Pronzato, P., Bertelli, G., Losardo, P. et al. Support Care Cancer (1994) 2: 242. doi:10.1007/BF00365729
The aim of this work was to investigate the awareness of diagnosis, prognosis and meaning of palliative treatment in Italian patients with advanced, incurable cancers. A group of 100 patients, referred to a Medical Oncology facility, were interviewed. Only 38 patients were aware of the malignant neoplastic nature of their disease. The remaining patients believed they had a benign neoplasia, non-neoplastic disease, or were unable to define their illness. No patient had a correct idea of the poor prognosis of the disease. Only 11.5% of 87 patients receiving chemotherapy had a correct perception of the palliative intent of the treatment, while most believed that the chemotherapy was “preventive”. Dissatisfaction with the information received was expressed by a minority of patients. The awareness of diagnosis was better among women and patients with a higher educational background. Witholding the truth from cancer patients still seems very common in Italy.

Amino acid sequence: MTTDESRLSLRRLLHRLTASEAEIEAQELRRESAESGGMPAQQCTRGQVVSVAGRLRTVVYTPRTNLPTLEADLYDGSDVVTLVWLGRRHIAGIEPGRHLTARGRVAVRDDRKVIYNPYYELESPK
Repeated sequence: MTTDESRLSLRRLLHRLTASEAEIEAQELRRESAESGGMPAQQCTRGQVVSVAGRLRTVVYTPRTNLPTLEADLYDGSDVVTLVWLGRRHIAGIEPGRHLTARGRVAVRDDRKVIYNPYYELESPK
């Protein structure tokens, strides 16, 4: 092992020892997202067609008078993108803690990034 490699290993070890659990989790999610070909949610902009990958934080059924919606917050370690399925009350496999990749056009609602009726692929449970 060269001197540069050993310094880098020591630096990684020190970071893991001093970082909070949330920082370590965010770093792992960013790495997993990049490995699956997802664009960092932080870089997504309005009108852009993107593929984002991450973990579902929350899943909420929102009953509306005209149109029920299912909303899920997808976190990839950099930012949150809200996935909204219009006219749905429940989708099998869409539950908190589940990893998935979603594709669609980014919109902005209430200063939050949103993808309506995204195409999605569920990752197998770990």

Cancer diagnosisDisclosureInformaed consentQuality of careTruth telling